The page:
Headbolt Lane Station

Headbolt Lane station would be another single platform station, which would serve trains going between Liverpool and Skelmersdale.

Rainford Station

Rainford station wouldn’t need any modification, but it might be reduced to a single step-free platform.

A Co-Operative Project

The article in the Southport Visiter says this.

The Skelmersdale Project is led by Lancashire County Council, involving Merseytravel, West Lancashire Borough Council, Merseyrail, Northern Rail and Network Rail.

This must be the key to the success of the project.

The Cost Of The Project

The article in the Southport Visiter says that the current estimate of the project cost is £300 million.

These actions will need to be done.

  • Create the track to connect Skelmersdale station to the Kirkby Branch Line.
  • Build a shared double-platform station at Skelmersdale.
  • Build a single-platform station at Headbolt Lane.
  • Upgrade the signalling.
  • Deliver the new Stadler trains and ascertain their range on batteries.
  • Northern must acquire some trains for Skelmersdale to Manchester.

It looks to me, that a budget of £300 million would be adequate.

Building The Project

The major work would be creating the junction East of Rainford station and the route to Skelmerrsdale and its new station.

If it could be built without any major electrification, it shouldn’t be the most difficult of construction projects.

Headbolt Lane station could be built as a single platform alongside the existing line.

It looks to me, that this is a classic project that fits into Network Rail’s new philosophy as outlined in this article in Rail echnology Magazine, which is entitled Carne: I’m determined for private sector to directly invest in railway.

Conclusion

It is an excellent plan!

 

September 19, 2017 Posted by | Travel | , , , , , | 6 Comments

Slow Trains Outside The South-East

This article on the Times and Star website is entitled Mind the snores! Snail’s-pace trains four times slower outside South East.

This is said.

Trains connecting Britain’s major towns and cities are up to four times slower outside the South East, according to new research.

Press Association analysis of the quickest possible trains on 19 routes found that services from London travel at average speeds of 65-93mph, compared with just 20-60mph elsewhere.

The slowest route featured in the study was Liverpool Central to Chester, which takes 41 minutes to make the 14-mile journey (as the crow flies) at 20mph.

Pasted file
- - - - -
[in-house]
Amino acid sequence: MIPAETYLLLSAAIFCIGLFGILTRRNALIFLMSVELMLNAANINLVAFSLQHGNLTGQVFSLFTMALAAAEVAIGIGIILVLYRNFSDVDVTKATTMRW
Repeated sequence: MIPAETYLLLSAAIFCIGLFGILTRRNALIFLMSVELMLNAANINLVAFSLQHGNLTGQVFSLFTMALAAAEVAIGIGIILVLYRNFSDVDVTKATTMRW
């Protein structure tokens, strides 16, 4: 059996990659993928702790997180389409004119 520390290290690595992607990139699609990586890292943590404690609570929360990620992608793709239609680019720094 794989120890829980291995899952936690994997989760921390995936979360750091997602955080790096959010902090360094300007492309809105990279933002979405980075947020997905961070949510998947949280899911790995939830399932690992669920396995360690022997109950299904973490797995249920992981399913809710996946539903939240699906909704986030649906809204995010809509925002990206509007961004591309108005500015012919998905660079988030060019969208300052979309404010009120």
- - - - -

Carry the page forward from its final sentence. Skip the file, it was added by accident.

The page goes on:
The example that they give between Liverpool Central and Chester stations, is one that I can use to illustrate the problem.

  • Currently, services on this route are run by nearly forty-year-old Class 508 trains, that are only capable of 75 mph.
  • The speed limit on the Wirral Line is just 70 mph, so the well-maintained elderly trains can’t even stretch their legs properly.
  • The route has thirteen stops.

The timing is dreadful, if you consider that Merseyrail has exclusive use of the line.

The new Stadler Flirt trains are promised to save nine minutes between Southport and Hunts Cross stations, because they are better designed for passenger entrance and exit with faster speed and better braking and acceleration.

Applying this saving to the Liverpool Central to Chester route would reduce the time from 41 minutes to 35 minutes.

If these Swiss trains can get a roll on, I do wonder if they could do the round trip in under an hour, which would mean Merseyrail could run a four trains per hour (tph) service with just four trains. The slower Class 508 trains need six trains.

This logic can apply to a lot of rail lines in the UK.

Conclusion

The reasons for slow trains can be summed up as follows.

  • Trains are timetabled for the slowest trains that work the route.
  • A lot of routes, including quite a few in the South-East are timetabled for elderly scrapyard specials.
  • Line speeds can often be improved by five or ten mph.
  • Modern trains like Merseyrail’s new Flirts are designed to minimise the time it takes to stop at a station. This is referred to as the dwell time.
  • Platforms and trains don’t always match up well.
  • Level crossings can be a nuisance on some lines like the York to Scarborough Line, which has 89 of the little darlings in forty-two miles.

Trains can be speeded up by doing the following.

  • Improving platforms, track and signalling to the highest possible standard and safe line speed.
  • Choose trains that can make use of the good infrastructure.
  • Consign scrapyard specials like Pacers and Class 508 trains to a well-deserved but long-overdue retirement.
  • Make sure that train entry and exit for wheelchair users, persons of reduced mobility, buggy pushers and wheeled-case draggers is level.
  • Have well-trained staff and excellent information on the platform.

This is the London Overground’s philosophy and it looks like Merseyrail are applying it.

August 28, 2017 Posted by | Travel | , , , | Leave a comment

Battery EMUs For Merseyrail

The title of this post is the same as an article in the August 2017 Edition of Modern Railways.

This is the first paragraph.

Two of the new EMUs Stadler will build for the Merseyrail network will be fitted with batteries.

This is also said.

The initial benefits of the trial will be the energy recycling properties of the batteries, but with a larger battery the option could be to run the units away from the electrified Merseyrail network using battery power.

Other reports suggest that battery power could move the trains in depots.

Another report in the same edition of Modern Railways is entitled Class 769s For Wales.

It discusses the use of Class 769 trains on the Borderlands Line.

This is said.